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Home Improvement Schemes – Solicitations

Whether you are planning an addition to your home or simply getting new windows, finding a competent and reliable contractor is the first step to a successful and satisfying home improvement project. 

Your home may be your most valuable financial asset. It is important to be cautious when you hire someone to work on it. Before hiring a contractor, check with the Arizona Registrar of Contractors to assure that they have the appropriate license (www.azroc.gov; Phoenix:  (602) 542-1525/Tucson: (520) 628-6345)

Not all contractors operate within the law. A less than reputable contractor:

  • Solicits door-to-door;
  • Offers a “free” inspection and finds a problem that needs to be repaired immediately;
  • Claims they are doing work in your neighborhood and have “extra material” left over;
  • Pressures you to sign a contract for the work immediately
  • Offers a “special deal” available “today only”;
  • Points out a “problem” with your home that you never noticed yourself;
  • Demands full payment up front, particularly if payment is demanded in cash;
  • Lacks identification, such as a permit from the city or locality;
  • Offers to help finance the project, either from his own funds or the funds of an associate, especially if your home equity or home deed is involved.

Consumers can take some precautions to avoid home repair scams, including:

  • Get multiple estimates on any home repair job before signing a contract.
  • Compare bids and services. Be skeptical if the bid is too low. Cheaper is not necessarily better.
  • Check out the contractor’s references and visit the site to check out the quality of the work itself.
  • Check for complaints with the Better Business Bureau and make sure the contractor is registered with the Arizona Registrar of Contractors.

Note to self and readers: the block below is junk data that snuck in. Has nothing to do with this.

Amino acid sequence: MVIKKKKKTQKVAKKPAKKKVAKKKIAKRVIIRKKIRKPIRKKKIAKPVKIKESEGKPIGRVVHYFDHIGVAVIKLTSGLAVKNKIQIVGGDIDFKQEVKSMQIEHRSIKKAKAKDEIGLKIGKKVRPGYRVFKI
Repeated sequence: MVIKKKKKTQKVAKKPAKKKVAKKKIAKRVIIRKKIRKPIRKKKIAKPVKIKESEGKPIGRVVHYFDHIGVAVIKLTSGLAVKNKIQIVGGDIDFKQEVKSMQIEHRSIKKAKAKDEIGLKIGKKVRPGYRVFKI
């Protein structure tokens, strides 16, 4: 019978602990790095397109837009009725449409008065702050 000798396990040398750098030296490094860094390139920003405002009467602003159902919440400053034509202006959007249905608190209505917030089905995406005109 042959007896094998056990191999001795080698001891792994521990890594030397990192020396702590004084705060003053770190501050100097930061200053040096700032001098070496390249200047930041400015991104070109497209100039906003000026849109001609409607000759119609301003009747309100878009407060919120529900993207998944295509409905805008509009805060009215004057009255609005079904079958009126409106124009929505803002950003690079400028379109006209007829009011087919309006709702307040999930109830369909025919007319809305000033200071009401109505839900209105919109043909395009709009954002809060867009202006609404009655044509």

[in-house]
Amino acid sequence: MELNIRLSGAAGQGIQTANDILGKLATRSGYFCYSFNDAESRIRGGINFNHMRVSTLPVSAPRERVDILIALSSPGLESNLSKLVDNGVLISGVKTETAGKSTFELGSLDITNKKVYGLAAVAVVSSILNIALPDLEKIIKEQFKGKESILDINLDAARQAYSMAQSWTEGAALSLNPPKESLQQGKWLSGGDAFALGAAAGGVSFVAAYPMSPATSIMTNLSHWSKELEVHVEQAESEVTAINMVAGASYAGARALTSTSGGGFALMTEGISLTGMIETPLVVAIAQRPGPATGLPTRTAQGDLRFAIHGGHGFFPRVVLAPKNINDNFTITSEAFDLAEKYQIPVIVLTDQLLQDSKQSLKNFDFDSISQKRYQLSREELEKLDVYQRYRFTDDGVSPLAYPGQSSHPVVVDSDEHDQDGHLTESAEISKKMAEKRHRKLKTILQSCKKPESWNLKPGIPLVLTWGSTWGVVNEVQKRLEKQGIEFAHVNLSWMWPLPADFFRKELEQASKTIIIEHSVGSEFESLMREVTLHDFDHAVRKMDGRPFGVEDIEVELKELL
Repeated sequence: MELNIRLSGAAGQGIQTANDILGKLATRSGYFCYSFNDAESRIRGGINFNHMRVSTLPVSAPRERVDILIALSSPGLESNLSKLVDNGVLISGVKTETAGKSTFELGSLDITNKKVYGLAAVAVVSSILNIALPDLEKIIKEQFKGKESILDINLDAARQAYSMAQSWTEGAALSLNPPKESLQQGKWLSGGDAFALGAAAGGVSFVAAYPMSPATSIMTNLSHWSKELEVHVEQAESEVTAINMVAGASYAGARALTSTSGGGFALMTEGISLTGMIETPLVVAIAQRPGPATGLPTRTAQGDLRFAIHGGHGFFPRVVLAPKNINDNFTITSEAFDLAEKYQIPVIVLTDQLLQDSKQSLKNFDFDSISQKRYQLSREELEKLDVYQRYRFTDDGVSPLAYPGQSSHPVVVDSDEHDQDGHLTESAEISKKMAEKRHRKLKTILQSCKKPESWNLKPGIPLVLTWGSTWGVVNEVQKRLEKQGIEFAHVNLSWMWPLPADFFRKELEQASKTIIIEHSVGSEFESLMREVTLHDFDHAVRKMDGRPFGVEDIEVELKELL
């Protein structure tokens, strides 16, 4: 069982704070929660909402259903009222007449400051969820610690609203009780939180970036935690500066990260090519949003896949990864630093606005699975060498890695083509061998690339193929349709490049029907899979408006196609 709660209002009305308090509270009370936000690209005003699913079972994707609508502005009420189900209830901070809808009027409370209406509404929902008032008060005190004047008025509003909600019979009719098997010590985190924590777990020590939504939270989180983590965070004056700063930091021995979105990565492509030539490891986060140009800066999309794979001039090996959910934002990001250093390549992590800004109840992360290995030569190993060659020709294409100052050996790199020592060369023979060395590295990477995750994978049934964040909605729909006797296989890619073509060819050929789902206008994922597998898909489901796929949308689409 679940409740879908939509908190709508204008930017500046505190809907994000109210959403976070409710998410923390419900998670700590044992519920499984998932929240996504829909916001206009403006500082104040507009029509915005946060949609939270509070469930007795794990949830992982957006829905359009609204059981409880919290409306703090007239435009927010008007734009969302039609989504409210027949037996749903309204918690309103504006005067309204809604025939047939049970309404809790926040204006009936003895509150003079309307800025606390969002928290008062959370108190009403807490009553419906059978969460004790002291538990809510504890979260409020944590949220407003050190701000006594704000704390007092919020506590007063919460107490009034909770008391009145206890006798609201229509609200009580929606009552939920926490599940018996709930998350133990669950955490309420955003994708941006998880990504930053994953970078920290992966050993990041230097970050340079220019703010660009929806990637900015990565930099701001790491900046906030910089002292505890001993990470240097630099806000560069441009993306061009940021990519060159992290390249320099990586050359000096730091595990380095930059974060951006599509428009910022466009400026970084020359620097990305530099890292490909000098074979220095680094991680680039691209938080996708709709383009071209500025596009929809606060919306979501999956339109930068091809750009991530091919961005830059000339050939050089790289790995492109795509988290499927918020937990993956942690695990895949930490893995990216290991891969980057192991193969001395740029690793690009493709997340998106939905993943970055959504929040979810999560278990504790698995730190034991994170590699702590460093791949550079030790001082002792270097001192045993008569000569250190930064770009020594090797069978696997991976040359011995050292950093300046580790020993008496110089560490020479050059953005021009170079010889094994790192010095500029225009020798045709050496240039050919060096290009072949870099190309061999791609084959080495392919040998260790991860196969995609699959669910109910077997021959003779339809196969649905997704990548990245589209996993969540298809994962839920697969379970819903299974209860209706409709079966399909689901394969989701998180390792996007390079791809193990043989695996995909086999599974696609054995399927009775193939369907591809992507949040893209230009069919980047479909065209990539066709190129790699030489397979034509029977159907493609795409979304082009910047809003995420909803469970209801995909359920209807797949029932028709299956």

• Never pay in full up front, especially if cash is the only payment accepted.
  • Make sure the contractor is insured and bonded;
  • Document, in writing, the scope of the work to be done and the complete cost and time necessary to complete the job and how payment will be handled.
  • Do research. Know how much you can afford and what you want done.
  • Opt for the local, well-established contractor. Don’t assume that an ad makes the contractor reliable.
  • Get bids in writing. Does the bid reflect the improvements you discussed? How long will the project take? A detailed, written proposal allows you to shop around.

Get a written contract that includes:

  • The price of the job ,
  • Payment schedule,
    • Never pay for the entire project before the work begins. Do not pay more than 1/3 of the total cost as a down payment. Remaining payments should be tied to completion of specified amounts of work.
  • A detailed description of the work and materials (including colors, brand names and patterns),
  • Estimated start and completion dates,
  • The contractor’s name and address,
  • A name and telephone number of the person to contact if problems arise,
  • The contractor’s signature, and

After Signing the Contract:

  • Is a permit needed for your home improvement? Many localities require permits for building projects. Contact your local building department to see if a permit is needed. A contractor should not start work until the permit is issued.
  • Don’t make the final payment to the contractor until you know that all subcontractors and/or suppliers have been paid. Get written proof of payment. Subcontractors and suppliers may file a mechanics lien against your home if they haven’t been paid.
  • Get a copy of the warranty. If a contractor guarantees labor and/or materials, those warranties should be in writing.
  • Keep all records related to your project. This includes the contract, change orders, warranties, and correspondence. These records are important, particularly if you have a problem with your project.
  • Even if precautions are taken, problems may arise. Take time to talk to your contractor to resolve these issues. If problems continue, put your complaints in writing and send them to the contractor. Be sure to keep a copy of these complaints for your records.